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- To: Common-Lisp-Object-System@sail.stanford.edu
- Subject: Object creation
- From: David A. Moon <Moon@STONY-BROOK.SCRC.Symbolics.COM>
- Date: Wed, 24 Jun 87 00:12 EDT
I've been studying the huge piles of mail on this subject. I'm not sure
that all of the ideas that were intended to be conveyed got through to
me, since there was so much mail and so many contradictions and minor
errors. Hence I apologize if what follows misses the point.
I couldn't find anything that directly addressed the issues I raised in
my message of 29 May; the one dividing things up into eight parts, of
which only three are actually needed if we want to keep things simple.
Did it get lost in the network?
My hardcopy of Dick's message of 31 May has "agreed" written all over
it. The conclusion I drew was that we aren't doing automatic
programming here and the generic-function-dispatch mechanism is pretty
limited in what programming tasks it can do automatically for us.
Still, it would be nice if we could come up with a general paradigm for the
procedural description of inheritance and use it uniformly for classes,
methods, slots, and initializations, and also make it available to users
with their own things-that-inherit; I don't have any specific
suggestions on this yet. One thing that I think we have learned is that
it seems to be a mistake to try to abstract away the caching that
happens in every real implementation of inheritance; we need to separate
the generic functions that gather and combine information from the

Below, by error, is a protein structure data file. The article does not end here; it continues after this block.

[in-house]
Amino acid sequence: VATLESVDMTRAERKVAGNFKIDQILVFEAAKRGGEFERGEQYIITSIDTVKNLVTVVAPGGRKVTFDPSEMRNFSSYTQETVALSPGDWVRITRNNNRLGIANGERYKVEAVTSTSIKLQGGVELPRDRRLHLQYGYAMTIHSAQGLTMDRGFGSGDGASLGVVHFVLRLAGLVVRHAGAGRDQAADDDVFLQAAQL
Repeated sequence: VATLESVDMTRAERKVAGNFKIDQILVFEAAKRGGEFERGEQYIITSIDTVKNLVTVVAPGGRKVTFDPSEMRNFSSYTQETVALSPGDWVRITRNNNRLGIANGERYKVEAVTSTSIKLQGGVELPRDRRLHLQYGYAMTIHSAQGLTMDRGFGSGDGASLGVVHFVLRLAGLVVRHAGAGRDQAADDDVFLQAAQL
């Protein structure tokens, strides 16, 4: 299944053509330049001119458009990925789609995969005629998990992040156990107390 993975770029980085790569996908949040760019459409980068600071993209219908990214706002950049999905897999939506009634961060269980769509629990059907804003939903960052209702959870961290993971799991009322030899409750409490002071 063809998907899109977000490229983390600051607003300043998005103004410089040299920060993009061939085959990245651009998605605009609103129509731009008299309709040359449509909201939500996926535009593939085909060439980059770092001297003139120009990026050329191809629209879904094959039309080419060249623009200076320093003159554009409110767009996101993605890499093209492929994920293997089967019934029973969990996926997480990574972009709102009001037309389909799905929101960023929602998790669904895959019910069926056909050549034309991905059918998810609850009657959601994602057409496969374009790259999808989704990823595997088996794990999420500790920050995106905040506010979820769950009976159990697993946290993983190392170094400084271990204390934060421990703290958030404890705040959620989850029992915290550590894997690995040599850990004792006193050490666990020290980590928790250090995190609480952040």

superclasses, from the generic functions that are called when an object
is created; the cache that sits between them needs to be made explicit.
I do have some thoughts to offer on the various schemes that have been
discussed for object creation at the meta-object level. It seems that
there are three rather different things that this could be for:
(1) The language used by ordinary, rank-and-file programmers to write
(2) A procedural explanation of the semantics, so that there is no
magic and everything is explained in terms of something else. This
seems to be where Patrick's suggested generic, high-level tools fit in.
(3) A way to modify very basic aspects of the system's behavior,
for instance changing the way initargs inherit.
Taking these in order:
(1) I feel that a successful standard will provide simple ways to do
simple things. A good argument that controlling object creation only at
the meta-object level is too difficult is contained in Gregor's message
of 15 June. In the x-y-rho-theta example, the compute-initargs method
for position looks impressive, but if you study it carefully you will
realize that it is actually a complicated no-op! Regardless of whether
this method or the default method is called, the result will be the
same: a list containing the supplied initargs plus all of the
unsupplied ones with their default values from class-default-initargs.
I suspect that what happened here is that Gregor got so bogged down in
the complexity of describing the x/y/rho/theta class in these very
low-level procedural terms, that he forgot what the original point was.
Gregor is a smart guy, so I think what this shows is that an
object-oriented system that works this way is too difficult for anyone
to use without making mistakes.
Actually, this is probably a non-issue. Correct me if I am wrong, but
I think we have already agreed that we want a simple, high-level way to
do simple object-creation, with the procedural level behind the scenes
where it belongs.
(2) I think having a procedural explanation of the semantics is a good
idea. If I earlier gave the impression that I was opposed to that, it
was a misimpression. I do have some reservations, which I think fall
into two categories:
(a) This level of the standard involves a lot more detail than the
simple programmer interface, and there is correspondingly more